The Daily Dozen: 12 things to know about Czechia today

Czechs reading habits, Russian oil, a tiny water lily, and other buzzworthy Czech headlines. Staff

Written by Staff Published on 01.12.2022 16:00:00 (updated on 01.12.2022) Reading time: 3 minutes


Czech presidential elections | Two candidates whose presidential bid got rejected filed complaints with the Supreme Administrative Court, Czech Radio reports. Businessman Karel Diviš and entrepreneur Karel Janeček said the Ministry of Interior miscounted the signatures they submitted. Out of the nine people who met the criteria for running in the upcoming elections, three have more chances to win than others. Read more in our presidential explainer.


Hard times | Due to the high rate of inflation, Czechs are now spending more and have less disposable income. According to data from PAQ Research, more than a third of households in the country have no money whatsoever left over at the end of a month. Less than 20 percent of people were in the same situation last year. Read more


Russian oil | Czechia's efforts to wean itself off Russian oil are progressing, thanks to the approval yesterday of a plan for shipping crude oil from the Mediterranean to Central Europe via the Transalpine Pipeline (TAL), Reuters reports. Still, Czechia will have to wait until 2025, when the TAL+ modification of the pipeline will be completed, to completely halt Russian oil supplies.


Books | The average Czech reader reads two to three books per month, most of them fiction, iDnes reports, citing a survey by the online second hand bookshop Knihobot. Around 24 percent of those surveyed spend at least one hour a day reading. Tereza Kohutová, marketing director of the online antiquarian bookshop Knihobot, said that young people buy fewer books than seniors, buy more second hand, and accumulate fewer books.


  • Almost 50 percent: The drop in this year’s hop harvest compared to last year, according to iDnes.
  • 39.34: The current average price in CZK per liter of Natural 95 gasoline, according to data from the CCS company cited by iDnes.
  • 74: The percentage of Czechs who have taken out loans in the past, according to the Index of Risky Indebtedness of the Czech Banking Association, cited by iDnes.

meanwhile in prague

Farewell to Výton bridge | Despite efforts from preservationists, the winning design for bridge at Výton will preserve the support pillars in the Vltava river but will replace virtually everything else. The bridge at Výton has been protected cultural heritage since 2004. Prague Deputy Mayor Adam Scheinherr said the negotiations to save the bridge have been "one of the most demanding and, unfortunately, unsuccessful on my part.” Read more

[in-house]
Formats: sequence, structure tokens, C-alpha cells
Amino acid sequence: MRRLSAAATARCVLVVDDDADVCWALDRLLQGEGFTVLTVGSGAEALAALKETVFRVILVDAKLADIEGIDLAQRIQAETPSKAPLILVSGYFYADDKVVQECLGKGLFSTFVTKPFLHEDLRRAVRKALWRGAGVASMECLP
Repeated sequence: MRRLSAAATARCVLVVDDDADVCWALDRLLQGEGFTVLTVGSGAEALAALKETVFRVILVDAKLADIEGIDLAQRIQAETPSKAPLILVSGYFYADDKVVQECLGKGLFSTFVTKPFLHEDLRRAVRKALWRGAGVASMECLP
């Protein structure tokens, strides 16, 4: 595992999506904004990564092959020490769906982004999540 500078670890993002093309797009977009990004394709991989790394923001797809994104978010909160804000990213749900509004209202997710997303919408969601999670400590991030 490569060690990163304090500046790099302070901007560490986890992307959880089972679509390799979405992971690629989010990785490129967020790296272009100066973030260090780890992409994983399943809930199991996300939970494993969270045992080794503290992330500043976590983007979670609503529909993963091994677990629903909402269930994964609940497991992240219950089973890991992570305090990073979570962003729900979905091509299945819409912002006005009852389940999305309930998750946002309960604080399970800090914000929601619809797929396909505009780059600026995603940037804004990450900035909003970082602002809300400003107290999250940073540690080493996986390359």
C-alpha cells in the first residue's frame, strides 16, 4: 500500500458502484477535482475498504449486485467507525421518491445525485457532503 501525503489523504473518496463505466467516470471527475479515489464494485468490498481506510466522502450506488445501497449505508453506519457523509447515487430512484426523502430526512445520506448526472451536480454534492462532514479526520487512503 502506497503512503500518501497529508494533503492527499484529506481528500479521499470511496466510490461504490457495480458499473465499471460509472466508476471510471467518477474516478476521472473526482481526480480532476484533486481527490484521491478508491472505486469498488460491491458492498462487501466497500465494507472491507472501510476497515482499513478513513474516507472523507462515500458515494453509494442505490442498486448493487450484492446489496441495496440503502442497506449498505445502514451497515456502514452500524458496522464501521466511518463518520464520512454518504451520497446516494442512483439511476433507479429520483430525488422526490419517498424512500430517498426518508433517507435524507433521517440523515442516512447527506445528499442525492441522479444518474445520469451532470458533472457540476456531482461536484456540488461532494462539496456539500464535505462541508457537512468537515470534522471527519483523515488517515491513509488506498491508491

Colors of Ostrava | Brazilian music legend Gilberto Gil will perform in the Czech Republic for the first time next summer, as part of the Colors of Ostrava festival. Held between July 19 and 22, 2023, the festival will feature OneRepublic as its headliner, and a lineup of British electropunk duo Sleaford Mods, British jazz-psychedelic band The Comet is Coming, British singer Tom Grennan, Mexican cumbia formation Son Rompe Pera, and German techno brass band LaBrassBanda, among others.

this day in history

Death of a village | Despite repeated protests from its inhabitants, on Dec.1, 1992, the village of Libkovice in the Most region was demolished to make way for coal mining. The moment was captured on film by documentarian Ibra Ibrahimović, who later published a book with photos in 1999, titled "Libkovice: Good God" (Libkovice: Zdař Bůh in Czech). Some of the photographs are now available online for Seznam Zprávy.

just for fun

Czech video game alert | A small Czech studio has released the English version of an interactive audio game that features British actress Rosamund Pike, Czech Radio reports. "Evidence 111," which is suitable for the visually impaired, is based on an open-ended story set in small-town England in the mid-1980s, which develops according to player choices as the game progresses.

Small wonder | The tropical rainforest exhibition at the Prague Botanical Garden exhibits the smallest water lily in the world, which no longer grows in the wild, ČTK reports. Until 2008, the dwarf water lily, an aquatic plant that can reach a maximum size of 15 centimeters, only grew in one place in the world, namely a hot spring in Rwanda. 

Would you like us to write about your business? Find out more